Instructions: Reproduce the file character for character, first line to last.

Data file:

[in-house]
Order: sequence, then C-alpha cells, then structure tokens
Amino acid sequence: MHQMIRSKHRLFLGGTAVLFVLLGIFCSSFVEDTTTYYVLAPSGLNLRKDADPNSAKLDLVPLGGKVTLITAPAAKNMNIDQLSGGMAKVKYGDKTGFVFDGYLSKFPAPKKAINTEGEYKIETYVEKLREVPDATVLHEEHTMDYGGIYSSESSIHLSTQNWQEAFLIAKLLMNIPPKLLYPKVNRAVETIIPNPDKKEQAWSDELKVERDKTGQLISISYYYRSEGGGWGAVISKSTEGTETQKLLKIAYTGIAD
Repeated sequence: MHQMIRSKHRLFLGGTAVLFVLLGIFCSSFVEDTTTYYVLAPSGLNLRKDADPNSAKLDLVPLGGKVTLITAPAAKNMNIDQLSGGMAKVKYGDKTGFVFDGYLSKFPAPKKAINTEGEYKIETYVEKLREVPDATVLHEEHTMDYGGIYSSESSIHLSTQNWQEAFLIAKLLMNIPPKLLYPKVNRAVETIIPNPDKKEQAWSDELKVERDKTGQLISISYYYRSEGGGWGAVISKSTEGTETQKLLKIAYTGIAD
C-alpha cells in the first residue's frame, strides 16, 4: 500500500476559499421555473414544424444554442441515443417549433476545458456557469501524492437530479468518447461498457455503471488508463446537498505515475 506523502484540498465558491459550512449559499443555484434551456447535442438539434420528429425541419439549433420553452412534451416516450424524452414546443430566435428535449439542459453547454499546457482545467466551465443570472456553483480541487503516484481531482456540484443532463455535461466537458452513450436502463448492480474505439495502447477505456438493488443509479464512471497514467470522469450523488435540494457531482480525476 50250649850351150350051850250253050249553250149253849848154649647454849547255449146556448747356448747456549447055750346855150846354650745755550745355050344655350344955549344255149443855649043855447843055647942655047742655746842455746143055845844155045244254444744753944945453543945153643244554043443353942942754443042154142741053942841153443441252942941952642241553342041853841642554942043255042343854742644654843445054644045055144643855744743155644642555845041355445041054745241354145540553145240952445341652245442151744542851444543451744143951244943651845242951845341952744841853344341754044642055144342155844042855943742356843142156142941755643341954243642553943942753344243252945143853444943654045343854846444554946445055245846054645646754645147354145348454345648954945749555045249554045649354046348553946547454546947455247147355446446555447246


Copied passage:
[in-house]
Order: sequence, then C-alpha cells, then structure tokens
Amino acid sequence: MHQMIRSKHRLFLGGTAVLFVLLGIFCSSFVEDTTTYYVLAPSGLNLRKDADPNSAKLDLVPLGGKVTLITAPAAKNMNIDQLSGGMAKVKYGDKTGFVFDGYLSKFPAPKKAINTEGEYKIETYVEKLREVPDATVLHEEHTMDYGGIYSSESSIHLSTQNWQEAFLIAKLLMNIPPKLLYPKVNRAVETIIPNPDKKEQAWSDELKVERDKTGQLISISYYYRSEGGGWGAVISKSTEGTETQKLLKIAYTGIAD
Repeated sequence: MHQMIRSKHRLFLGGTAVLFVLLGIFCSSFVEDTTTYYVLAPSGLNLRKDADPNSAKLDLVPLGGKVTLITAPAAKNMNIDQLSGGMAKVKYGDKTGFVFDGYLSKFPAPKKAINTEGEYKIETYVEKLREVPDATVLHEEHTMDYGGIYSSESSIHLSTQNWQEAFLIAKLLMNIPPKLLYPKVNRAVETIIPNPDKKEQAWSDELKVERDKTGQLISISYYYRSEGGGWGAVISKSTEGTETQKLLKIAYTGIAD
C-alpha cells in the first residue's frame, strides 16, 4: 500500500476559499421555473414544424444554442441515443417549433476545458456557469501524492437530479468518447461498457455503471488508463446537498505515475 506523502484540498465558491459550512449559499443555484434551456447535442438539434420528429425541419439549433420553452412534451416516450424524452414546443430566435428535449439542459453547454499546457482545467466551465443570472456553483480541487503516484481531482456540484443532463455535461466537458452513450436502463448492480474505439495502447477505456438493488443509479464512471497514467470522469450523488435540494457531482480525476 50250649850351150350051850250253050249553250149253849848154649647454849547255449146556448747356448747456549447055750346855150846354650745755550745355050344655350344955549344255149443855649043855447843055647942655047742655746842455746143055845844155045244254444744753944945453543945153643244554043443353942942754443042154142741053942841153443441252942941952642241553342041853841642554942043255042343854742644654843445054644045055144643855744743155644642555845041355445041054745241354145540553145240952445341652245442151744542851444543451744143951244943651845242951845341952744841853344341754044642055144342155844042855943742356843142156142941755643341954243642553943942753344243252945143853444943654045343854846444554946445055245846054645646754645147354145348454345648954945749555045249554045649354046348553946547454546947455247147355446446555447246